Building with Reclaimed Components and Materials: A Design Handbook for Reuse and Recycling By Bill Addis. Earthscan, 2006, £49.95
This is a must-have book for any architect serious about sustainability. As Thornton Kay of Salvo explains in the foreword, 'reuse [is finally] figuring on the construction radar? and the salvage and reclamation trades must evolve from a cosy love affair between maverick dealers and upmarket homeowners to? harness the? interest of the construction industry.'
Bill Addis of Buro Happold, with input from BSRIA and National Green Specification, tells you just how to do it and explains the realities of the reuse and recycling marketplace.
The design and procurement process is entirely different from the traditional way of working, because suitable materials must be sourced before detailed design can begin, rather than designing and then specifying as for new-build.
The first chapters set the scene and explain the process with a handful of useful case studies. Subsequent chapters provide design guidance on different building components: foundations, structure, envelope, interiors and external works, and mechanical and electrical. For each building element, three types of reuse are considered: reuse in situ, reuse of components from another building, and use of materials which have recycled content.
A fascinating read and a useful reference manual, which is worth every penny.
Natural Building: A Guide to Materials and Techniques By Tom Woolley. The Crowood Press, 2006, £19.95
Tom Woolley, known for the Green Building Handbooks, has produced this book on natural building, which covers earth; timber; straw bale; green and natural roofs; lime and stone; hemp with lime or earth; natural insulations; and paints and finishes. Environmental impact, beauty and harmony are his guides.
Too short to be a manual on all these technologies, it is, even so, a very practical book on building processes and their pros and cons, touching on cost, regulations, planning, insurance, etc.
Architects need to know all this, but could use more on design possibilities, such as heights and spans, when the materials are used structurally. While most examples are on the domestic scale, a few are significantly larger, like Alec French Architects' Kindersley Centre (AJ 15.07.04).
One topic that is fully illustrated but little discussed in the text is what green architecture looks like. Most projects illustrated are hairy, many self-consciously hand-made in appearance, located on their own rural sites. An expressions of their builders' whole-earth aspirations no doubt, but not necessarily the most useful message to the majority, who live in cities and suburbs. For them likewise, there is nothing much on refurbishment and retrofit.
For those who want to embrace these building technologies wholeheartedly this is a useful and readable book, enhanced with many good photographs and sketch details.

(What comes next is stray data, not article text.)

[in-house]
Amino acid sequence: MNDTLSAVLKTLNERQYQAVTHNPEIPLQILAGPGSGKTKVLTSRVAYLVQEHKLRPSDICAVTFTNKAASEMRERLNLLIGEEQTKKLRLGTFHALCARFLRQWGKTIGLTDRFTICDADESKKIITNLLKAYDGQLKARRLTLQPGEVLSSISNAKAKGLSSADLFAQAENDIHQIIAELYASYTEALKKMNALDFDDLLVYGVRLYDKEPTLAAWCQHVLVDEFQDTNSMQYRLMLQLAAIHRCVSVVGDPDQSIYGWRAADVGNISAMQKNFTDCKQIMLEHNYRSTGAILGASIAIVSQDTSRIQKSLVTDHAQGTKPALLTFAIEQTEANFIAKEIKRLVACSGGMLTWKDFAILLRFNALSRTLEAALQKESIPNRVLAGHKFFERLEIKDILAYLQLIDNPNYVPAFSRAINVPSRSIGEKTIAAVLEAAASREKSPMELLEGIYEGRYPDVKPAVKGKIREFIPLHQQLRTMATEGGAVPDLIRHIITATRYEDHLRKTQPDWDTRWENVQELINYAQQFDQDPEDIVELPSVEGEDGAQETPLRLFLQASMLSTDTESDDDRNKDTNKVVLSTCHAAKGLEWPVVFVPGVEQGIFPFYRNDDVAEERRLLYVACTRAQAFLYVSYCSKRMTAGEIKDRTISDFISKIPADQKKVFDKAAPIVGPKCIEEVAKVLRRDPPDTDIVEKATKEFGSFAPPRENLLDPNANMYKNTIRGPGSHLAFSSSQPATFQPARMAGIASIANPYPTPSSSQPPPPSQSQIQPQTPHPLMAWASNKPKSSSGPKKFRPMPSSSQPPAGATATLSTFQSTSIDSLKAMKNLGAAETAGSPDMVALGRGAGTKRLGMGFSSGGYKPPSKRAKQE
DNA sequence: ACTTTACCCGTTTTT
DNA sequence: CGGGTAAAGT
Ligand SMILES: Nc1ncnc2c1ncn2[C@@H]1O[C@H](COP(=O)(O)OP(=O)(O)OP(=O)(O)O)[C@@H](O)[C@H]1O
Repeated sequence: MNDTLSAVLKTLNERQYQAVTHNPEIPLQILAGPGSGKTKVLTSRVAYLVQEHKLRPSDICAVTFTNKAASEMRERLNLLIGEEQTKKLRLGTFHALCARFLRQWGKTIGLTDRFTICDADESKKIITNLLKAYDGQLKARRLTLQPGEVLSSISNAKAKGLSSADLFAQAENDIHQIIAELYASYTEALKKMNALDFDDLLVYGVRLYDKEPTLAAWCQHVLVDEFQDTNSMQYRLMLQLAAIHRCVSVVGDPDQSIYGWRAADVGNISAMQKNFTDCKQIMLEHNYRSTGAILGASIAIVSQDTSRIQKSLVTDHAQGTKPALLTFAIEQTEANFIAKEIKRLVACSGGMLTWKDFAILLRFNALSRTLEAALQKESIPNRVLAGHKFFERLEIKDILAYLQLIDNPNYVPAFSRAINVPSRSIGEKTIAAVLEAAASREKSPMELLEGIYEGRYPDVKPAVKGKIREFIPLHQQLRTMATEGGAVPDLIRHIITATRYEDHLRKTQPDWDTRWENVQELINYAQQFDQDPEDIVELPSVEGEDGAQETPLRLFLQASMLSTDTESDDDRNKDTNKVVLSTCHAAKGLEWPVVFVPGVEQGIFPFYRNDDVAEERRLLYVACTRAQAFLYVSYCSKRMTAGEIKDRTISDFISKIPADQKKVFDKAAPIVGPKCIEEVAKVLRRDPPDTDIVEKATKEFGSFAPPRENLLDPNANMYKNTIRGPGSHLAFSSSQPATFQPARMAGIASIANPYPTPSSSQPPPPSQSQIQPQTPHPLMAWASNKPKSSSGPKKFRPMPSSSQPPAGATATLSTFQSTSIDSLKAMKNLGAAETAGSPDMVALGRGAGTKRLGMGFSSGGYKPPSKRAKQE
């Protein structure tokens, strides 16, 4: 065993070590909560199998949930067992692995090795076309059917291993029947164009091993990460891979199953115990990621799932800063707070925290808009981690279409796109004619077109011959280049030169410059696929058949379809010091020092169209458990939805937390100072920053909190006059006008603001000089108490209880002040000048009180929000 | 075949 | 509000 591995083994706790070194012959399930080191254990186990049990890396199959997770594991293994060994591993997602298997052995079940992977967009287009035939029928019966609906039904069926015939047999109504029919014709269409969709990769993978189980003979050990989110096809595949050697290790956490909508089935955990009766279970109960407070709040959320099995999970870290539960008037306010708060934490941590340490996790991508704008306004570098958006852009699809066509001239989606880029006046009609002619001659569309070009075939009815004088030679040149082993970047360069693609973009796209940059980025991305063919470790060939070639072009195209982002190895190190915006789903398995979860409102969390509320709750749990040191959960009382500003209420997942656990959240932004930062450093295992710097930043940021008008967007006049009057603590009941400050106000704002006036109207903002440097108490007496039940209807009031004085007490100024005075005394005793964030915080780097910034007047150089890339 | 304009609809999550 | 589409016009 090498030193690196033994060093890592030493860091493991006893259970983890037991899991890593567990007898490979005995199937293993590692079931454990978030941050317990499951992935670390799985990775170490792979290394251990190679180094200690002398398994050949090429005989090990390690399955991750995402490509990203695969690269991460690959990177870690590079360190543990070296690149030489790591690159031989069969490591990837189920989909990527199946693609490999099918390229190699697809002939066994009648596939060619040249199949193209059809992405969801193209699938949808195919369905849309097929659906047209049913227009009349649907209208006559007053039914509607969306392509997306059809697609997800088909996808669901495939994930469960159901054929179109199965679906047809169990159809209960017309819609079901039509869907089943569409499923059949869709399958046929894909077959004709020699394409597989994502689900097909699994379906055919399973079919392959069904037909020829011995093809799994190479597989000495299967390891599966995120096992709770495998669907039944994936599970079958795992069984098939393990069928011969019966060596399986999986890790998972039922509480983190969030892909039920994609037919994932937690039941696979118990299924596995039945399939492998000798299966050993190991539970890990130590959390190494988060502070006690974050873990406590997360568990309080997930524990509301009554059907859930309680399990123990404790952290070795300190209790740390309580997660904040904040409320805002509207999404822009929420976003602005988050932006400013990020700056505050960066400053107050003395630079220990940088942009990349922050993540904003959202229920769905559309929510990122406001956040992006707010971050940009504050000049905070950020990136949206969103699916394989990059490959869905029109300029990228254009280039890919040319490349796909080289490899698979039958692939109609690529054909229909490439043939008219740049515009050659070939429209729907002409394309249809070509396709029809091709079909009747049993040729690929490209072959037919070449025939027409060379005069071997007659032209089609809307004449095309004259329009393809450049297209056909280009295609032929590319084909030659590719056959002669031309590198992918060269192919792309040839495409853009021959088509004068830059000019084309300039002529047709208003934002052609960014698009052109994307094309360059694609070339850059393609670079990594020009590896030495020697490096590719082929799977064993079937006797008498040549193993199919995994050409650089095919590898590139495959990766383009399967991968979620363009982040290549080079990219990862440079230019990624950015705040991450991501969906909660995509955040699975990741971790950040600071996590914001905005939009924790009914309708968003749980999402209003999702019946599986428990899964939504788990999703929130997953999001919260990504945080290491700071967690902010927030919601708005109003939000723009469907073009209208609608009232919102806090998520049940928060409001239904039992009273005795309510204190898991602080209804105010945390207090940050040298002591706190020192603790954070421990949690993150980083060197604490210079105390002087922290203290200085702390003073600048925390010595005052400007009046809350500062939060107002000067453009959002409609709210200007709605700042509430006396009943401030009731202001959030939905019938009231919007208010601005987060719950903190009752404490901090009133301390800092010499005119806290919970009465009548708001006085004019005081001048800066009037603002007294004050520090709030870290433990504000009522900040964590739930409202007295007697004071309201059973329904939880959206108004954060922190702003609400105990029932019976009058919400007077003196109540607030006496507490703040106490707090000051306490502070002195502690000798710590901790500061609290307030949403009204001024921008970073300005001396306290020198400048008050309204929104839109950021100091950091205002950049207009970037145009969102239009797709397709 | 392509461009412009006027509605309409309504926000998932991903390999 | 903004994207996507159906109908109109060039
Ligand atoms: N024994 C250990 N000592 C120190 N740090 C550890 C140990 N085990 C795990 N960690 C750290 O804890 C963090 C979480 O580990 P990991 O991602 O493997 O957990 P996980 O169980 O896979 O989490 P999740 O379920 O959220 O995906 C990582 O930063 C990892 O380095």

Green Roofs and Facades By Gary Grant. BRE Press, 2006, £22.50
The title and cover of this book are very promising, but it disappoints. For the uninitiated, it provides a satisfactory overview of green roofs around the world, but much of this can be found on green-roof websites, with more informative technical detail for architects. It sails through the history, policy, benefits, design, construction and maintenance of green roofs with too many generalities and not enough specifics. Photographs of appealing projects enliven the text but minimal information is provided.
Grant, an ecologist, is at his strongest when discussing planting and biodiversity. A definitive book on green roofs in English remains to be written, or perhaps translated from German, as green roofs abound in Germany, as does in-depth technical information. Nevertheless, the book is a good starting point.
Energy-Efficient Architecture: Basics for Planning and Construction By Roberto Gonzalo and Karl J. Habermann. Birkhäuser, 2006, £59.90
This is a beautifully presented book by two Munich architects, one the former editor of Detail. An introductory historical chapter, which surveys vernacular to Modern examples, is followed by two chapters devoted to urban design, one which outlines basic principles and another which presents seven, mostly German, examples (as well as Hopkins' Nottingham campus). Two more chapters are devoted to buildings, first principles, and then 14 case studies (Hopkins again, the Parliament Building) and a final chapter looks to detail design and technical issues. In today's world of mounting pressure for sustainability, BREEAM, and rapidly evolving technologies, the level of detailed information in this book could be much more extensive. Mostly useful as a reminder that sustainable design can produce good architecture.
Diary of an Eco-Builder By Will Anderson. Green Books, 2006, £14.95
Serialised in the Property section of the Independent, Anderson's very personal diary is an entertaining read and is full of information, too. He waxes lyrical about each step along the way towards the realisation of his 'Tree House' in Clapham, south London (completed in March 2006), including first-name references and photographs of every individual who participated in its construction. This gets a bit long-winded in places, but is interspersed with informative photographs and boxes highlighting resources and references. One may not be attuned to all of Anderson's aesthetic choices, nor his unremitting green zeal (upon moving into Tree House, he made a lifestyle choice never to fly again), but anyone involved in small-scale residential design projects who wants to bone up on the latest eco-choices will find plenty of useful information here - and good reason to smile.
A decent stocking filler.